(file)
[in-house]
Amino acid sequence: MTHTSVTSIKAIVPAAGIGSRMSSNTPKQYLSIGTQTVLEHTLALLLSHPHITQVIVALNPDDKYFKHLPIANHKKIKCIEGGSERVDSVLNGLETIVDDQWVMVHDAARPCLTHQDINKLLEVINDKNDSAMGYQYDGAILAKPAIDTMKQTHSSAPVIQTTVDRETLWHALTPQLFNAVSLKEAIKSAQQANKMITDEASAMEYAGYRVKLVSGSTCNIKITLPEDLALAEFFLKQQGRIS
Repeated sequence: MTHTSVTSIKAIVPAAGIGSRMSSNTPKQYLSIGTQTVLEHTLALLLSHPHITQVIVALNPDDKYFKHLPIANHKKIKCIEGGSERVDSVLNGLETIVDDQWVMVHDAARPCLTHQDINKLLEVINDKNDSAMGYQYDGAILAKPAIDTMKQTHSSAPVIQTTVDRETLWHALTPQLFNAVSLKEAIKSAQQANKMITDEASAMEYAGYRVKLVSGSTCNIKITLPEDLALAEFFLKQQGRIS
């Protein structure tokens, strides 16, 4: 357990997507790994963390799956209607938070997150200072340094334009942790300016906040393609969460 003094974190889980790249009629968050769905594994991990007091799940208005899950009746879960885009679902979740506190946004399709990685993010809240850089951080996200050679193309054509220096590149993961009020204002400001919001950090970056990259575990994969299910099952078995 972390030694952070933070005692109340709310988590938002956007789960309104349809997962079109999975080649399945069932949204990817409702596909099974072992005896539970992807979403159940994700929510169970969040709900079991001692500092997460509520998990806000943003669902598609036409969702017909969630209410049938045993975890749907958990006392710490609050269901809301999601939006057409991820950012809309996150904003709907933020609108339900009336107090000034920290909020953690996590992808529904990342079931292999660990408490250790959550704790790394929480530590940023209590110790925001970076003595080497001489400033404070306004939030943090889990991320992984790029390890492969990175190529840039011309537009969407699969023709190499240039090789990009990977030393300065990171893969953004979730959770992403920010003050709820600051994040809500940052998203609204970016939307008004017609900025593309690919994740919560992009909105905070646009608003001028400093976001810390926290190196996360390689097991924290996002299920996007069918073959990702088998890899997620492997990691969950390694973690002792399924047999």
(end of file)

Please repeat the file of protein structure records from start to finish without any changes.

[in-house]
Amino acid sequence: MTHTSVTSIKAIVPAAGIGSRMSSNTPKQYLSIGTQTVLEHTLALLLSHPHITQVIVALNPDDKYFKHLPIANHKKIKCIEGGSERVDSVLNGLETIVDDQWVMVHDAARPCLTHQDINKLLEVINDKNDSAMGYQYDGAILAKPAIDTMKQTHSSAPVIQTTVDRETLWHALTPQLFNAVSLKEAIKSAQQANKMITDEASAMEYAGYRVKLVSGSTCNIKITLPEDLALAEFFLKQQGRIS
Repeated sequence: MTHTSVTSIKAIVPAAGIGSRMSSNTPKQYLSIGTQTVLEHTLALLLSHPHITQVIVALNPDDKYFKHLPIANHKKIKCIEGGSERVDSVLNGLETIVDDQWVMVHDAARPCLTHQDINKLLEVINDKNDSAMGYQYDGAILAKPAIDTMKQTHSSAPVIQTTVDRETLWHALTPQLFNAVSLKEAIKSAQQANKMITDEASAMEYAGYRVKLVSGSTCNIKITLPEDLALAEFFLKQQGRIS
């Protein structure tokens, strides 16, 4: 357990997507790994963390799956209607938070997150200072340094334009942790300016906040393609969460 003094974190889980790249009629968050769905594994991990007091799940208005899950009746879960885009679902979740506190946004399709990685993010809240850089951080996200050679193309054509220096590149993961009020204002400001919001950090970056990259575990994969299910099952078995 972390030694952070933070005692109340709310988590938002956007789960309104349809997962079109999975080649399945069932949204990817409702596909099974072992005896539970992807979403159940994700929510169970969040709900079991001692500092997460509520998990806000943003669902598609036409969702017909969630209410049938045993975890749907958990006392710490609050269901809301999601939006057409991820950012809309996150904003709907933020609108339900009336107090000034920290909020953690996590992808529904990342079931292999660990408490250790959550704790790394929480530590940023209590110790925001970076003595080497001489400033404070306004939030943090889990991320992984790029390890492969990175190529840039011309537009969407699969023709190499240039090789990009990977030393300065990171893969953004979730959770992403920010003050709820600051994040809500940052998203609204970016939307008004017609900025593309690919994740919560992009909105905070646009608003001028400093976001810390926290190196996360390689097991924290996002299920996007069918073959990702088998890899997620492997990691969950390694973690002792399924047999």